2nd IML Workshop Challenge
The IML team prepared again a challenge in context of the 2nd IML workshop at CERN. Special thanks to Michele Selvaggi, who prepared the data samples. The challenge is to regress the soft drop mass  of jets with a transverse momentum of several TeV. Such energies are expected at the FCC (Future Circular Collider ). The masses of jets are an important ingredient to identify if a heavy particles, like for example the W boson, has caused the jet. The simulated data has been produced with Delphes using 1000 pile up events. The upgrade detector CMS (phase II) configuration was used, as pile up events where not available FCC steerings.
The dataset is available as root tree/numpy recarray. The branches/fields that are present for each jet are:
- Generator-level soft drop mass (the regression target): genjet_sd_m
- Particle flow jet: pt, eta, phi, m (mass): recojet_pt, ...
- Particle flow soft drop jet: pT, eta, phi, m (mass): recojet_sd_pt, ...
Each jet consists of constituents, i.e. reconstructed particles that were clustered into a jet. It contains all constituents, i.e. no soft-drop removal is applied. Each constituent contains the following information:
- Number of constituents: n_constituents
- Information per constituent: pt, eta, phi, charge sign, track impact parameter dXY and dZ (set to -999 for constituents without track), Energy deposited in EM (constituents_Eem) or hadronic (constituents_Ehad) calorimeter
The training dataset as root file and python file is stored on the public IML EOS space, which can be accessed from within the CERN network with eos mount:
or through xrootd with kerberos ticket:
The files are now also public for download on Zenodo at the following link:
The test dataset is:
FAQ missing permissions: Read access to the IML EOS storage is linked to the mailing list lhc-machinelearning-wg. You can signup with this link. The access permission information is cached and it might take up to 1h until your subscription is checked again. Should you even after 1h not have access, please get in contact with the coordinators.
The loss is evaluated using only jets in the range between 5 and 7 TeV in transverse momentum. The loss is defined by the size of the window around the median that incorporate 2/3 of the samples, i.e. similar to the standard deviation of a Gauss. Thus the aim is a small resolution. The window size is divided by the median to avoid gain by just down scaling the mass. Below a numpy that produces the loss:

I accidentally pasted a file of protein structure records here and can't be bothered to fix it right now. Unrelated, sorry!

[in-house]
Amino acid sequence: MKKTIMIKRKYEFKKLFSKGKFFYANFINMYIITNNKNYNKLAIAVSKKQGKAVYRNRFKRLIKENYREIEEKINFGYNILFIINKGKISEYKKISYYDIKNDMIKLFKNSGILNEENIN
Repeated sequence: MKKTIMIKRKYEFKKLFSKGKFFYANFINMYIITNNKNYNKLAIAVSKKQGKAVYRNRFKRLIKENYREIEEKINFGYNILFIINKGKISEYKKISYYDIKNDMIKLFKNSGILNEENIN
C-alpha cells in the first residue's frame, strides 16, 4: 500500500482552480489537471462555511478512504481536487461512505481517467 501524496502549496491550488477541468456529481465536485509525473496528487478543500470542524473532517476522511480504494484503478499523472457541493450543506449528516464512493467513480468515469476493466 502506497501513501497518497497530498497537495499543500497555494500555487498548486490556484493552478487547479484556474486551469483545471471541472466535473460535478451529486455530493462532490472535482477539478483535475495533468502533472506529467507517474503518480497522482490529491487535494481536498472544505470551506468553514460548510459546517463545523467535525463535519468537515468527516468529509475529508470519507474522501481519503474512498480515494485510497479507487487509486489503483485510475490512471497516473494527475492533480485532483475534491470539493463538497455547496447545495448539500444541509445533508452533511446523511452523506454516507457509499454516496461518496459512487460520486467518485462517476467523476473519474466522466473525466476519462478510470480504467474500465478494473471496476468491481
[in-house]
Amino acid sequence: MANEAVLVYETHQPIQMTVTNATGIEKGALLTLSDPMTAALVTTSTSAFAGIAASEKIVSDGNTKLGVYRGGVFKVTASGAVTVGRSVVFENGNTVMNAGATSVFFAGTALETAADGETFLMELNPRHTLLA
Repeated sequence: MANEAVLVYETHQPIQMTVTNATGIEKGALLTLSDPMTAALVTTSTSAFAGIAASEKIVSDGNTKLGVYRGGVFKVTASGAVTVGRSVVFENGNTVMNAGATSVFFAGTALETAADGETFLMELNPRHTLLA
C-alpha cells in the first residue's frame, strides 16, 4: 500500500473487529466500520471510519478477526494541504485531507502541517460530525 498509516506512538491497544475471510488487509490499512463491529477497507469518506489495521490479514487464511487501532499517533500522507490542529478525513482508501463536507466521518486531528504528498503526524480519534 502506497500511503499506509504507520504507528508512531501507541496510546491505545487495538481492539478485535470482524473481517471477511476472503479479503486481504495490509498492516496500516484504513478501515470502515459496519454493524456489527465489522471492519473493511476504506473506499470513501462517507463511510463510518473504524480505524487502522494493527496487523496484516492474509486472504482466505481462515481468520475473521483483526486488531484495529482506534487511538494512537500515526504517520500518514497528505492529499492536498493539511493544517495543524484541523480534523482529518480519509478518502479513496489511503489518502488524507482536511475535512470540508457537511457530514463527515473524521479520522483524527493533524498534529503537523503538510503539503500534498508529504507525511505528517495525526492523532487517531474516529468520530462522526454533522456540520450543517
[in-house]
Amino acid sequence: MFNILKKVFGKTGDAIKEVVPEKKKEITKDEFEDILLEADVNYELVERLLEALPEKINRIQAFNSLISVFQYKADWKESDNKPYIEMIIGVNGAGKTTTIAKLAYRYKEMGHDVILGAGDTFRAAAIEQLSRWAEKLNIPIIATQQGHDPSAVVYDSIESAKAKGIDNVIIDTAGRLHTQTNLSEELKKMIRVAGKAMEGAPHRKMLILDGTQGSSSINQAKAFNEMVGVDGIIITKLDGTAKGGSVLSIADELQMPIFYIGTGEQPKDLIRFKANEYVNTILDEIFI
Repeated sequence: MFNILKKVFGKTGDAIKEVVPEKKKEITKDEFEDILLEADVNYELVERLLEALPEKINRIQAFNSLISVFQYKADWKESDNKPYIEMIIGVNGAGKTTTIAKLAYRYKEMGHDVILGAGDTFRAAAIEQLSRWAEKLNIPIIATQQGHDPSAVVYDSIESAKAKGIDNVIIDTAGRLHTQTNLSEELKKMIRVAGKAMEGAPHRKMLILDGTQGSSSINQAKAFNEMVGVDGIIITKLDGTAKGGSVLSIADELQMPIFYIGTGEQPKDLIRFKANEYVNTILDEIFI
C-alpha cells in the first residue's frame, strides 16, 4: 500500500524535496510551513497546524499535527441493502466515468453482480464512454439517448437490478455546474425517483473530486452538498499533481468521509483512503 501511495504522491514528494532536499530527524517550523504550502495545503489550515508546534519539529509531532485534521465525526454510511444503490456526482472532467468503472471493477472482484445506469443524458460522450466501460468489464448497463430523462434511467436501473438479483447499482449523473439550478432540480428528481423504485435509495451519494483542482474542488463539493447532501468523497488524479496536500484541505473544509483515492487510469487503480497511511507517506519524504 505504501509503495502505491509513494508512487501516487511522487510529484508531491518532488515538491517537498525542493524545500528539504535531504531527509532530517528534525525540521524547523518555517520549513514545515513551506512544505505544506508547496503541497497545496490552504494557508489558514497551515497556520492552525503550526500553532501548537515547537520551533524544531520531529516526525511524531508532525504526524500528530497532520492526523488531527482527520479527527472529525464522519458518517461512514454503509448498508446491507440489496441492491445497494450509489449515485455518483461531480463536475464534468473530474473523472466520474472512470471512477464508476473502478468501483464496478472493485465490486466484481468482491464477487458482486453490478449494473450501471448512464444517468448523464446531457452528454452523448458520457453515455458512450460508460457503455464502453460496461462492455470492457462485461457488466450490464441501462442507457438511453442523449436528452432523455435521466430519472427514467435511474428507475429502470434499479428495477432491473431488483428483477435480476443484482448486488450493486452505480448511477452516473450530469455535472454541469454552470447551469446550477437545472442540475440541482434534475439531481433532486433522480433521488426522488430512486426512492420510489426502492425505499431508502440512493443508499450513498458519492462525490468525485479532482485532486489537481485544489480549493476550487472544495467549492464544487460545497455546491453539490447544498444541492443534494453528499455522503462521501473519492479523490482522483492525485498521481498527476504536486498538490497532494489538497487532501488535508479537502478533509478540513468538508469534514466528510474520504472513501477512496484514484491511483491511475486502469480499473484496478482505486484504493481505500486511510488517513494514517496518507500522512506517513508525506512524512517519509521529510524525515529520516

def evaluate_loss(predictions, truth): ratio = predictions/truth. a = np.nanpercentile(ratio, 84, interpolation='nearest') b = np.nanpercentile(ratio, 16, interpolation='nearest') c = np.nanpercentile(ratio, 50, interpolation='nearest') loss = (a-b)/(2.*c) return loss
Here, predictions and truth are numpy-arrays containing the predicted/true generator-level jet mass values. This definition of resolution width has been used by the ATLAS collaboration.
Some people have pointed out that the challenge metric only covers the resolution (width of the jet mass distribution), not the scale. This is intentional, as the central value can typically be calibrated, while we want to focus on how the resolution in high pileup can be reduced.
The winner will be evaluated at the 11th of April.
Participants need to submit the prediction as numpy array or root tree for the qcd_test dataset at the 10th of April before 24:00 CERN time. If you have access to the CERN AFS filesystem (e.g. as CERN account holder), please upload the file to
and send a mail to inform the IML coordinators using the subject 'IML challenge contribution'. If you are not able to upload the file, you can directly send a link to the file (e.g. a dropbox link) to the IML coordinators.
The winner will be listed on the public LPCC IML-webpage and get a bottle of Champagne, as well a chance to present his solution at the next IML meeting after the workshop.